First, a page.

Growing up, baseball was the national pastime.
I spent hours listening to games and watching on television.
There were three teams playing in New York.
The Yankees, the Dodgers, and my beloved Giants.
They all had fantastic announcers. The voice of the perennial world champion Yankees was Mel Allen.
Red Barber was the lead Dodger broadcaster when I started listening and watching, and one of his side-kicks was a youngster in his early 20’s named Vin Scully.
Russ Hodges and Ernie Harwell were the duo that called Giants games and, naturally, I thought they were the best.
Harwell left for Baltimore, and then to Detroit where he became a legend calling Tigers games for 42 years.
Harwell, Allen, and, of course, Scully are in the pantheon of baseball broadcasters.
Baseball announcers had the best jobs in the world, I thought, and never, ever, did I dream that someday I would be doing the same.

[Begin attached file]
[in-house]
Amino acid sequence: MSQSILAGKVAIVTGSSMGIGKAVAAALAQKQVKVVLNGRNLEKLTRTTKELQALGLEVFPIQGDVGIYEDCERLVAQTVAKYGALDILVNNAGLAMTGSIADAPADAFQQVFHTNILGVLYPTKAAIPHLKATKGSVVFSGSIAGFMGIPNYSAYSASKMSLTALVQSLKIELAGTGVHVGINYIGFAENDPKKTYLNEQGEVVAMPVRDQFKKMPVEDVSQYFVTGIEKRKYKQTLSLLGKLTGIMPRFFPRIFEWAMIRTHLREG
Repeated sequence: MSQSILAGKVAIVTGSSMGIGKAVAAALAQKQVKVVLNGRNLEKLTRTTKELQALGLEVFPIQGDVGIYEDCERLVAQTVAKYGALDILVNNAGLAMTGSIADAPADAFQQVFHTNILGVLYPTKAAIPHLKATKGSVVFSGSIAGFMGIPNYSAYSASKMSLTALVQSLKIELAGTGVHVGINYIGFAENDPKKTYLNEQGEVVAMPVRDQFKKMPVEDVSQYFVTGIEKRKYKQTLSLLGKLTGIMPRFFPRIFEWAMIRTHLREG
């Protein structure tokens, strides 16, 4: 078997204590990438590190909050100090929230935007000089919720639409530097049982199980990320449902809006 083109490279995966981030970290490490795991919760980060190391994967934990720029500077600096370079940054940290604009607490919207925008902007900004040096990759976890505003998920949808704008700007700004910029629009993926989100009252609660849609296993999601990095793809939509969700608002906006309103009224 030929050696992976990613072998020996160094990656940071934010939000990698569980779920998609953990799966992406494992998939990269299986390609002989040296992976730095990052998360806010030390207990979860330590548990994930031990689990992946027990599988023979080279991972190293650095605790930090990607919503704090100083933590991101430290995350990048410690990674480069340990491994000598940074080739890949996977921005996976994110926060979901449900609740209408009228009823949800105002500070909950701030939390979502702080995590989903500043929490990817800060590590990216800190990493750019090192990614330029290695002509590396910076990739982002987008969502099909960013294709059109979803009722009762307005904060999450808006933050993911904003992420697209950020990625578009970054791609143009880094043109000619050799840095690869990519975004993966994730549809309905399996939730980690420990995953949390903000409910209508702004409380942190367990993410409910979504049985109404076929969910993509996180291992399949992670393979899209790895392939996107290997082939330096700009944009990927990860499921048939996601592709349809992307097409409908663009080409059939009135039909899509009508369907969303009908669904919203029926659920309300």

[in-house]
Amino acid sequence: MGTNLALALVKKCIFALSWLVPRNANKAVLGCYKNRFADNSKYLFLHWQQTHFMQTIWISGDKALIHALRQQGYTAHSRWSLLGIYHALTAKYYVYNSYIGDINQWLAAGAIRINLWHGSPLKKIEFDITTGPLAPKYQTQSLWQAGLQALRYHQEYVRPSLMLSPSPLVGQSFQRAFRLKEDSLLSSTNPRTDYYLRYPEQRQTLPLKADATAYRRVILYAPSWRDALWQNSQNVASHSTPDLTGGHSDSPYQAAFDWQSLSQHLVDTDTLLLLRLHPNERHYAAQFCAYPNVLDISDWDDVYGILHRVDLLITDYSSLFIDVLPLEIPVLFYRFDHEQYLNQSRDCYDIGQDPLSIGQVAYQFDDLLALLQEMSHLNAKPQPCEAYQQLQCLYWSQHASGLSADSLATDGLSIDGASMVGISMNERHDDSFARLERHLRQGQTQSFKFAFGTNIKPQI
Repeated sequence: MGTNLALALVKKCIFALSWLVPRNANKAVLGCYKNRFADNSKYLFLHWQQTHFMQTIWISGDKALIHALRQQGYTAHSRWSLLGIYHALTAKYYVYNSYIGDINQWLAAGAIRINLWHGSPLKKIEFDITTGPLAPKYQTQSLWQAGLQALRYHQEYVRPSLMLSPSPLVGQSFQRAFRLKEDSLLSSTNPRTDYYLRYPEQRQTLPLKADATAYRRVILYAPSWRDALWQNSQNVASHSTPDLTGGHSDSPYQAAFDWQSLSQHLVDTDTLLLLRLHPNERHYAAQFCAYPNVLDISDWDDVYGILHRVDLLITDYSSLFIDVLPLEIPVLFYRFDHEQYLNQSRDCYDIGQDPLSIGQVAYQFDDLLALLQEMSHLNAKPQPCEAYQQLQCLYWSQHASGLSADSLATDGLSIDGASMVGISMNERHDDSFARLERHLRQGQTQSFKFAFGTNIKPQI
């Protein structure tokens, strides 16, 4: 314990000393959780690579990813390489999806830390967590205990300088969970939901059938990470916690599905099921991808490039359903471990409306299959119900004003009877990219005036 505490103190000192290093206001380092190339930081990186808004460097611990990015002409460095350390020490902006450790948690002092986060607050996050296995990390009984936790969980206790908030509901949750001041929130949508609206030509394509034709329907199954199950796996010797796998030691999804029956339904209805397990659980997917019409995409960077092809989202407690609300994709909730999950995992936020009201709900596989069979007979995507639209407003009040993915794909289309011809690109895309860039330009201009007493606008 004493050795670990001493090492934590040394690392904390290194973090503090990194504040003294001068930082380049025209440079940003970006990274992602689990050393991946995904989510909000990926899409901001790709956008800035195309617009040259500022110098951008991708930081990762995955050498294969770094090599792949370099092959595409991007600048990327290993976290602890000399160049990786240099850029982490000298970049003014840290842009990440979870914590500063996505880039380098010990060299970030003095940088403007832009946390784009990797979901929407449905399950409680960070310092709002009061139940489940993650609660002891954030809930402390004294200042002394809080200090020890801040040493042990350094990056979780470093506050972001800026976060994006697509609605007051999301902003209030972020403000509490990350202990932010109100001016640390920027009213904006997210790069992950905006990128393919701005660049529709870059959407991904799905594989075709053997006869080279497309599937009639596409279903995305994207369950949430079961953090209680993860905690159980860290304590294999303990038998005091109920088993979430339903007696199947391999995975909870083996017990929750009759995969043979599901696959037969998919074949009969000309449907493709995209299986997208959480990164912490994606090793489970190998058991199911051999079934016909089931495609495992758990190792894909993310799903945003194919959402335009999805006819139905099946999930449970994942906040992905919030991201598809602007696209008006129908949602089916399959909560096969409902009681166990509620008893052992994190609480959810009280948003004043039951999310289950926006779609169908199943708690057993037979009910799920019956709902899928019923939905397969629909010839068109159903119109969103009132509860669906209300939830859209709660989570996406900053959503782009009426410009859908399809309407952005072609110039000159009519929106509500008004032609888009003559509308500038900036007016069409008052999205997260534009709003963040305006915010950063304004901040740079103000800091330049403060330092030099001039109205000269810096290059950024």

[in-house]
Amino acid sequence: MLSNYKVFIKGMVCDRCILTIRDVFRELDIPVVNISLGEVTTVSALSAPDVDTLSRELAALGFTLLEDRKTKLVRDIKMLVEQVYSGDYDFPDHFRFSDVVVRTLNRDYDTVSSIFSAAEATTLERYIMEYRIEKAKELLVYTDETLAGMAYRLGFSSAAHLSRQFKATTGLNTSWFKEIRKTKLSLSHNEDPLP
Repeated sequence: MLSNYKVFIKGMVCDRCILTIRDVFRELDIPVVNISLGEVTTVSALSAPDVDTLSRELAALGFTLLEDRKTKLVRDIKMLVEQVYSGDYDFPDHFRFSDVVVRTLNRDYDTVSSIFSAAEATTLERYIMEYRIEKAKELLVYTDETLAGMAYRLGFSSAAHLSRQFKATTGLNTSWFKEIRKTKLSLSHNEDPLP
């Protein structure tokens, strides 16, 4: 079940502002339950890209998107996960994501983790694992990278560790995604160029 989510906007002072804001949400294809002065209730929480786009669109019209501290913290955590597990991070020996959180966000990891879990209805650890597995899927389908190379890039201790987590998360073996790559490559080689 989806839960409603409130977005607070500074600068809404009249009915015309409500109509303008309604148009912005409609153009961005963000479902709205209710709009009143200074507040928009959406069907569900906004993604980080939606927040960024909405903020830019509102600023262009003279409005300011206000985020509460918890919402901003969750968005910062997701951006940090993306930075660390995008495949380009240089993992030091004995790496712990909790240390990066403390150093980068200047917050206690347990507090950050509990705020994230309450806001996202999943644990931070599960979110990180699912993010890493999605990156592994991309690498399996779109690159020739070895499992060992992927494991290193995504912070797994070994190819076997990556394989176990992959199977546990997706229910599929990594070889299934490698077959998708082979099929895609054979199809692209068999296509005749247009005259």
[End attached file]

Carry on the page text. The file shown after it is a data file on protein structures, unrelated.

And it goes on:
But it happened in 1975, when I became the play-by-play telecaster of the Boston Red Sox.
My partner was Ken “Hawk” Harrelson.
Ken “Hawk” Harrelson
You could not have paired a more diverse duo.
Harrelson grew up in Savannah, Georgia and was an outgoing, bigger-than-life batting star who had a relatively short burst of brilliance in the late 60’s.
His career lasted nine years, but the peak came in 1968, a year after he was acquired by the Red Sox.
He came aboard for 23 games in the “Impossible Dream” pennant year of ‘67 after star outfielder Tony Conigliaro was hit in the eye by a pitch, that ended his season, and short-circuited his career.
While Boston failed to repeat a year later, Harrelson had his finest season, capturing the American League RBI crown, driving in 109 runs and earning his only All-Star berth.
The Hawk was a personality on and off the field, often wearing what was known as “Nehru jackets”, extremely popular in India, and a fad for awhile in this country in the 60’s.
The Hawk was colorful, make no mistake.
And he was teamed with a low-key, New York kid whose claim to fame in the sport was relegated to stickball in the streets and alleys of Queens, outside of NYC.
When we first met, Ken looked upon me as someone from a different planet.
But he knew I was the professional broadcaster of the team, and he needed my help, expertise and support, the way I needed someone who knew the game inside-and-out, and would really add color to our broadcasts.